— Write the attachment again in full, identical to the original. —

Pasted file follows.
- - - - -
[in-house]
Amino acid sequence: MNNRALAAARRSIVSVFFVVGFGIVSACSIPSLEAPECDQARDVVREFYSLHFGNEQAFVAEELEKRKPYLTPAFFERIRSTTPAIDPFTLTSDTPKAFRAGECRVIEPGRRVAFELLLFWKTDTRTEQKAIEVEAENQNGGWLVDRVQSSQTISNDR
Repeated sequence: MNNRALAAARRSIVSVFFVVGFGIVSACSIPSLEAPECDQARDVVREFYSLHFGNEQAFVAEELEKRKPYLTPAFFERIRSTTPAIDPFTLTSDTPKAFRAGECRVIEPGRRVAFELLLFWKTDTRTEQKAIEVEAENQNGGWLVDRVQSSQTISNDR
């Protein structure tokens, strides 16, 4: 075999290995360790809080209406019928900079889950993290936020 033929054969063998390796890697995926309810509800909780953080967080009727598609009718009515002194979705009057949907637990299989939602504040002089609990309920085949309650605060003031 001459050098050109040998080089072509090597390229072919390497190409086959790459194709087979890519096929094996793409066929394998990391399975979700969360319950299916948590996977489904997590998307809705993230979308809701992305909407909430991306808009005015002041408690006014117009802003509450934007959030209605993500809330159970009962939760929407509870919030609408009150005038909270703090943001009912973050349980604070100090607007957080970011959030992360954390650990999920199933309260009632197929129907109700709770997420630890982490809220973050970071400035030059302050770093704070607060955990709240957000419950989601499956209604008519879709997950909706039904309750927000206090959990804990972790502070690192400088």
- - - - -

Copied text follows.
[in-house]
Amino acid sequence: MNNRALAAARRSIVSVFFVVGFGIVSACSIPSLEAPECDQARDVVREFYSLHFGNEQAFVAEELEKRKPYLTPAFFERIRSTTPAIDPFTLTSDTPKAFRAGECRVIEPGRRVAFELLLFWKTDTRTEQKAIEVEAENQNGGWLVDRVQSSQTISNDR
Repeated sequence: MNNRALAAARRSIVSVFFVVGFGIVSACSIPSLEAPECDQARDVVREFYSLHFGNEQAFVAEELEKRKPYLTPAFFERIRSTTPAIDPFTLTSDTPKAFRAGECRVIEPGRRVAFELLLFWKTDTRTEQKAIEVEAENQNGGWLVDRVQSSQTISNDR
């Protein structure tokens, strides 16, 4: 075999290995360790809080209406019928900079889950993290936020 033929054969063998390796890697995926309810509800909780953080967080009727598609009718009515002194979705009057949907637990299989939602504040002089609990309920085949309650605060003031 001459050098050109040998080089072509090597390229072919390497190409086959790459194709087979890519096929094996793409066929394998990391399975979700969360319950299916948590996977489904997590998307809705993230979308809701992305909407909430991306808009005015002041408690006014117009802003509450934007959030209605993500809330159970009962939760929407509870919030609408009150005038909270703090943001009912973050349980604070100090607007957080970011959030992360954390650990999920199933309260009632197929129907109700709770997420630890982490809220973050970071400035030059302050770093704070607060955990709240957000419950989601499956209604008519879709997950909706039904309750927000206090959990804990972790502070690192400088």